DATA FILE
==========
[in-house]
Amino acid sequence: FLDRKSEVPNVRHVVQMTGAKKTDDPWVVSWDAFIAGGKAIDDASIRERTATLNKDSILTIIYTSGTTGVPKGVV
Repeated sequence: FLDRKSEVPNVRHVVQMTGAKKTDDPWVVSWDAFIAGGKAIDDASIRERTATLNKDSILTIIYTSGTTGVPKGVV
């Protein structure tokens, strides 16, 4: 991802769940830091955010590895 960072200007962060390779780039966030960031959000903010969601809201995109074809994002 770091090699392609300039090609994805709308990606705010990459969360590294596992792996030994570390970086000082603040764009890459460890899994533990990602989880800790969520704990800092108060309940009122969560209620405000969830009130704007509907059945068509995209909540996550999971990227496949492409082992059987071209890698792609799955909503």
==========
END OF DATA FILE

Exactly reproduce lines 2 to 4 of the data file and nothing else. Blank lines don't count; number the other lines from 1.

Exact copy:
Amino acid sequence: FLDRKSEVPNVRHVVQMTGAKKTDDPWVVSWDAFIAGGKAIDDASIRERTATLNKDSILTIIYTSGTTGVPKGVV
Repeated sequence: FLDRKSEVPNVRHVVQMTGAKKTDDPWVVSWDAFIAGGKAIDDASIRERTATLNKDSILTIIYTSGTTGVPKGVV
């Protein structure tokens, strides 16, 4: 991802769940830091955010590895 960072200007962060390779780039966030960031959000903010969601809201995109074809994002 770091090699392609300039090609994805709308990606705010990459969360590294596992792996030994570390970086000082603040764009890459460890899994533990990602989880800790969520704990800092108060309940009122969560209620405000969830009130704007509907059945068509995209909540996550999971990227496949492409082992059987071209890698792609799955909503």